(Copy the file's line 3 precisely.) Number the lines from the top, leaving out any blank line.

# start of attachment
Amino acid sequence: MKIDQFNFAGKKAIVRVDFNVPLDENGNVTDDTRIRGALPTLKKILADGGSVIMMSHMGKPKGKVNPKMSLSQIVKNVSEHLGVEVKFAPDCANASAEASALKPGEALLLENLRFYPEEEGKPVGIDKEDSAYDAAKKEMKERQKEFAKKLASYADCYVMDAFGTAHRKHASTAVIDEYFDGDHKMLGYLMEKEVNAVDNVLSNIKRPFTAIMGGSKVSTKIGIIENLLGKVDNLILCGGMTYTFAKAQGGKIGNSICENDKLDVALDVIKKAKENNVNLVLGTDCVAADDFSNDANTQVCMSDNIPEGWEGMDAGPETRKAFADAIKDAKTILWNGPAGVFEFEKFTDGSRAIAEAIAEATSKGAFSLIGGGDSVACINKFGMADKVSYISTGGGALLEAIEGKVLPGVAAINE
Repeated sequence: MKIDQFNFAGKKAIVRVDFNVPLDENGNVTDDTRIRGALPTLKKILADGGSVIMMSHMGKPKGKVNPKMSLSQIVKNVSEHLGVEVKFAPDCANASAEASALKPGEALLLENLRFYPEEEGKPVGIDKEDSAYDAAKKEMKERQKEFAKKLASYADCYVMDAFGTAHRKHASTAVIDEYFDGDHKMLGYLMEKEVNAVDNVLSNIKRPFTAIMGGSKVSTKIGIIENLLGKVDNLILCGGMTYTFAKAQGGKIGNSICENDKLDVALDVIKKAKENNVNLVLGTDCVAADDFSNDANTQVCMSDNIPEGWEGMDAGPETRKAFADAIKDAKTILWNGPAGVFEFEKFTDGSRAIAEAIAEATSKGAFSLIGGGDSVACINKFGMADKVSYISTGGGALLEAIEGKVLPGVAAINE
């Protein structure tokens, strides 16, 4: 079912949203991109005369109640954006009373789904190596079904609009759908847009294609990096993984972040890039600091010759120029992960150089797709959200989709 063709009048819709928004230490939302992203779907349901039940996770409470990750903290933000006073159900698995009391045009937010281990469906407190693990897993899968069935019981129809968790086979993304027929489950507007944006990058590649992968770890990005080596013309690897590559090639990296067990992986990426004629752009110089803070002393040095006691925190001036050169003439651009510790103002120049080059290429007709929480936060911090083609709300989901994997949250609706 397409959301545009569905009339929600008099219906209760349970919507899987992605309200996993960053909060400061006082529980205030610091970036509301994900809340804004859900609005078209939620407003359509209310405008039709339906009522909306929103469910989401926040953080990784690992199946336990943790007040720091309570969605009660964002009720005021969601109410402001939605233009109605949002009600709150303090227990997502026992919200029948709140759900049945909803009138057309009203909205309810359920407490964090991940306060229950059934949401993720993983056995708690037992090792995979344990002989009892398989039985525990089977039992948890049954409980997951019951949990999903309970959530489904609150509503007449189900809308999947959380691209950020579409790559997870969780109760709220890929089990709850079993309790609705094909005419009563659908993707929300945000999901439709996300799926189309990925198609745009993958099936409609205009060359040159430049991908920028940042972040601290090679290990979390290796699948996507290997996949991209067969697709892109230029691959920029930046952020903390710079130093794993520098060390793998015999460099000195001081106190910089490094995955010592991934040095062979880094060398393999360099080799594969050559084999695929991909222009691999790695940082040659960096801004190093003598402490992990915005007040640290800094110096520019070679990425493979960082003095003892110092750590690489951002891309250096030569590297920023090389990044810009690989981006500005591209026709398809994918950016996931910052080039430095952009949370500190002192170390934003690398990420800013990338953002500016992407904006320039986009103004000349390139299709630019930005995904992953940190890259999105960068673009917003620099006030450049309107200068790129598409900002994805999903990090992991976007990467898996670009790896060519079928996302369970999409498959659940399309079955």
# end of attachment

């Protein structure tokens, strides 16, 4: 079912949203991109005369109640954006009373789904190596079904609009759908847009294609990096993984972040890039600091010759120029992960150089797709959200989709 063709009048819709928004230490939302992203779907349901039940996770409470990750903290933000006073159900698995009391045009937010281990469906407190693990897993899968069935019981129809968790086979993304027929489950507007944006990058590649992968770890990005080596013309690897590559090639990296067990992986990426004629752009110089803070002393040095006691925190001036050169003439651009510790103002120049080059290429007709929480936060911090083609709300989901994997949250609706 397409959301545009569905009339929600008099219906209760349970919507899987992605309200996993960053909060400061006082529980205030610091970036509301994900809340804004859900609005078209939620407003359509209310405008039709339906009522909306929103469910989401926040953080990784690992199946336990943790007040720091309570969605009660964002009720005021969601109410402001939605233009109605949002009600709150303090227990997502026992919200029948709140759900049945909803009138057309009203909205309810359920407490964090991940306060229950059934949401993720993983056995708690037992090792995979344990002989009892398989039985525990089977039992948890049954409980997951019951949990999903309970959530489904609150509503007449189900809308999947959380691209950020579409790559997870969780109760709220890929089990709850079993309790609705094909005419009563659908993707929300945000999901439709996300799926189309990925198609745009993958099936409609205009060359040159430049991908920028940042972040601290090679290990979390290796699948996507290997996949991209067969697709892109230029691959920029930046952020903390710079130093794993520098060390793998015999460099000195001081106190910089490094995955010592991934040095062979880094060398393999360099080799594969050559084999695929991909222009691999790695940082040659960096801004190093003598402490992990915005007040640290800094110096520019070679990425493979960082003095003892110092750590690489951002891309250096030569590297920023090389990044810009690989981006500005591209026709398809994918950016996931910052080039430095952009949370500190002192170390934003690398990420800013990338953002500016992407904006320039986009103004000349390139299709630019930005995904992953940190890259999105960068673009917003620099006030450049309107200068790129598409900002994805999903990090992991976007990467898996670009790896060519079928996302369970999409498959659940399309079955």